First Look: OneUp Components DH Block

OneUp Components was one of the first companies that started to offer aftermarket conversion kits for existing components, such as a 42T range-extender replacement cassette cog, a narrow-wide chainring, or the clever RAD cage that helps modified cassettes play nicer with Shimano derailleurs. Well, the company has now turned its attention to DH, and is launching what appears to be a nifty way to convert an existing cassette into a DH-specific "block".

OneUp Components DH Block Highlights

  • 9 speed MTB cassettes convert to 6 speed DH
  • 10/11 speed MTB cassettes convert to 7 speed DH
  • 2 tooth jumps through the majority of the cassette with 11-36T base cassette
  • 11-25 to 11-21 range depending on base cassette
  • Possibility to shift through your entire cassette in only 2 shifts
  • Weight: 40g
  • Colours: green or black
  • MSRP: $45 USD

The OneUp DH Block replaces the 3 biggest sprockets of an existing cassette with a spacer that also functions as a spoke guard. Depending on which cassette you convert from, you are left with the top 6 or 7 sprockets with close to identical jumps between gears when compared to SRAM's X01DH Mini Block cassette. As with the other products from OneUp, the idea here is to offer a cost-effective alternative to specific solutions from the two big drivetrain players. As an example, the aforementioned X01DH cassette costs $300, whereas you could convert a $50 Shimano SLX cassette and end up with almost the same gearing.

Looking closer, a typical Shimano 11-36 conversation would yield the following ratios: 11-13-15-17-19-21-24. The ratios of SRAM's X01DH by comparison are: 10-12-14-16-18-21-24. The major difference between the two have to do with the 10t sprocket found on the SRAM block. The smaller sprocket creates a bigger range in the cassette, but more importantly allows the use of a smaller chainring to achieve the same development in the tallest gear. On the flipside, running a 10t small sprocket is only possible on an XD-driver equipped hub, which may mean replacing the wheel or at a minimum converting the hub for many riders. Much as is the case when extending the range of a traditional cassette by using a range-extender cog, the DH Block conversion gets you 90% of the way in return for a lower cost.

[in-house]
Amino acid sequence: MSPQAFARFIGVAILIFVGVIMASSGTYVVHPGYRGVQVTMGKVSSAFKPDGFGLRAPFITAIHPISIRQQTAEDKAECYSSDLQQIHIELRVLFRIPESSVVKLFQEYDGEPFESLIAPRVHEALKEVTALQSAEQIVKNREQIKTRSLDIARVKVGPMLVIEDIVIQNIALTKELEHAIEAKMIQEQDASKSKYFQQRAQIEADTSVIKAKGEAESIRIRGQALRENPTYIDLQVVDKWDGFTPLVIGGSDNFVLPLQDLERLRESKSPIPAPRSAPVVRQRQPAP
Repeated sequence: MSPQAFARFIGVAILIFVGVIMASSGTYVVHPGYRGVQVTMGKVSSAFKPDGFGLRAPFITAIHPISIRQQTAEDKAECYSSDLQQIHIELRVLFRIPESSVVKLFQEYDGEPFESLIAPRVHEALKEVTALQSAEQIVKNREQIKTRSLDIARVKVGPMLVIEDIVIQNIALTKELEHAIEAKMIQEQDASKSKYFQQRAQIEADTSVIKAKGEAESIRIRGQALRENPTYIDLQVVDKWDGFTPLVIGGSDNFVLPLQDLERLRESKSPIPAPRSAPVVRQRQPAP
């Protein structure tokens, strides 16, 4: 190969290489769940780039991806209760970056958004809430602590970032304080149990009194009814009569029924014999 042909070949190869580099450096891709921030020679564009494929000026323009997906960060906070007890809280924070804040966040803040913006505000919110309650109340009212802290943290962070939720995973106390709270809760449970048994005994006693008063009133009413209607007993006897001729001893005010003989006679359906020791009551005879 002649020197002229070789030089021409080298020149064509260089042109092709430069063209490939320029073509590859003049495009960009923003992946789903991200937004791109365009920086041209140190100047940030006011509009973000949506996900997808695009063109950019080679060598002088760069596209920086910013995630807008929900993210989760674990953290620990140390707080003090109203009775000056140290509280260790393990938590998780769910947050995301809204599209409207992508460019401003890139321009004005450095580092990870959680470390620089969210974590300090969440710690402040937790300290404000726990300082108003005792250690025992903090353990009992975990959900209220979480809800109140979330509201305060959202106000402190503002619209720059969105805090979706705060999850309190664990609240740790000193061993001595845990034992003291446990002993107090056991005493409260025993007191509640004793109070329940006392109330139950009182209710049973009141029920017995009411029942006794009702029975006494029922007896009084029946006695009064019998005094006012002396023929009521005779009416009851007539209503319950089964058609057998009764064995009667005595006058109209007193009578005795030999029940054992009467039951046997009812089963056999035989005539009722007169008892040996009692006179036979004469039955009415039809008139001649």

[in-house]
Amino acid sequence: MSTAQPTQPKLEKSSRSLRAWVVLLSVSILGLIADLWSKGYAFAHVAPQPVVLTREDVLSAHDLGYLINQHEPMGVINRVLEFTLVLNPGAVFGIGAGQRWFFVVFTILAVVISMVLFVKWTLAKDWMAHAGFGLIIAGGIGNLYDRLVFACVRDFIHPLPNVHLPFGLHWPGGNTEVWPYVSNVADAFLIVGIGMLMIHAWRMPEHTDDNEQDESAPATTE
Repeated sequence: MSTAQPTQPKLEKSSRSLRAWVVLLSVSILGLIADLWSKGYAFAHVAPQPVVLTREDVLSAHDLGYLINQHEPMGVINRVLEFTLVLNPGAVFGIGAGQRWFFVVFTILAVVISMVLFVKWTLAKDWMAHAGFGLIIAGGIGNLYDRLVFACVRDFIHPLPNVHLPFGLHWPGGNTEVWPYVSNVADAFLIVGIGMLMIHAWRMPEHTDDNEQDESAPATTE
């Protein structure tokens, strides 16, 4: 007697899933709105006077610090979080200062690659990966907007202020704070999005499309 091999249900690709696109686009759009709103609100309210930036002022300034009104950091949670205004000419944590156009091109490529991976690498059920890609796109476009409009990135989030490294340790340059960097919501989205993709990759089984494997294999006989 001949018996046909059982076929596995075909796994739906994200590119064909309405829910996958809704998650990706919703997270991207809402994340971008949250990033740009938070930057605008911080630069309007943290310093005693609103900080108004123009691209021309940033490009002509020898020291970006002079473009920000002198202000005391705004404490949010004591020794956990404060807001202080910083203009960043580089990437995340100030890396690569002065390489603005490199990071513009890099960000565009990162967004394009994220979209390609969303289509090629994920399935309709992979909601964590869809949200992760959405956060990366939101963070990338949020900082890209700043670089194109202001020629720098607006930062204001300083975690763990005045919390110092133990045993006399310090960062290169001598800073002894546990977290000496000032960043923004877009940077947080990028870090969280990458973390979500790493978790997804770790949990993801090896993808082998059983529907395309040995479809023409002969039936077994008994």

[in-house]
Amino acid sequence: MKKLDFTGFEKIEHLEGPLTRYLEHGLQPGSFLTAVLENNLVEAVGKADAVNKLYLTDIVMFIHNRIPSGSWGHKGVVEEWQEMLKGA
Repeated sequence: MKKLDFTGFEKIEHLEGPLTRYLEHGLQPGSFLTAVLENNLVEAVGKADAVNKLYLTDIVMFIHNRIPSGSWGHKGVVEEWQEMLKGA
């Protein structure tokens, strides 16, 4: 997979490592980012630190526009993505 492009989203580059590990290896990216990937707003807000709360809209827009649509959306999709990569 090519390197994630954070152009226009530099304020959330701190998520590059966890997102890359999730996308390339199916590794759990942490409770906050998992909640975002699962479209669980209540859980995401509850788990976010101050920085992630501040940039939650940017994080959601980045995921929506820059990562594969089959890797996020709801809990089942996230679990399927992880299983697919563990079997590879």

OneUp Components DH Block Compatibility Chart (click to enlarge)


There are 2 different ways to set up a derailleur to take full advantage of the DH Block-equipped cassette. The compatibility chart above indicates which one applies to which derailleur.

Standard Setup

  1. Ensure the high limit screw and cable tension is correct
  2. Turn the low limit screw in until the shifter can no longer shift into the 8th position

Alternate Setup

  1. Untighten the RD cable clamp and completely release all cable tension.
  2. With a chain installed adjust your High limit, so that the upper pulley wheel is directly beneath the smallest sprocket.
  3. You cannot use the Low limit screw to set a Low limit position for your RD. You must rely on the shifter position.
  4. Shift into the 3rd shifter position, wind the barrel adjuster on your shifter fully in (clockwise), then wind it out 2 full turns (anticlockwise). Now tighten the cable clamp on you RD and adjust your cable tension as you would normally.

Riders have been "hacking" their drive trains for a long time already, and the recent proliferation of range-extenders show that many are willing to put up with slightly compromised performance to get access to modern drive train tech at a fraction of the cost. We would have to test the DH Block conversions before we pronounce an opinion, but it certainly looks like OneUp have once again productized a "hack" to provide a suitable solution for many gravity riders looking to ditch their road cassettes.

For more information, head on over to


The Latest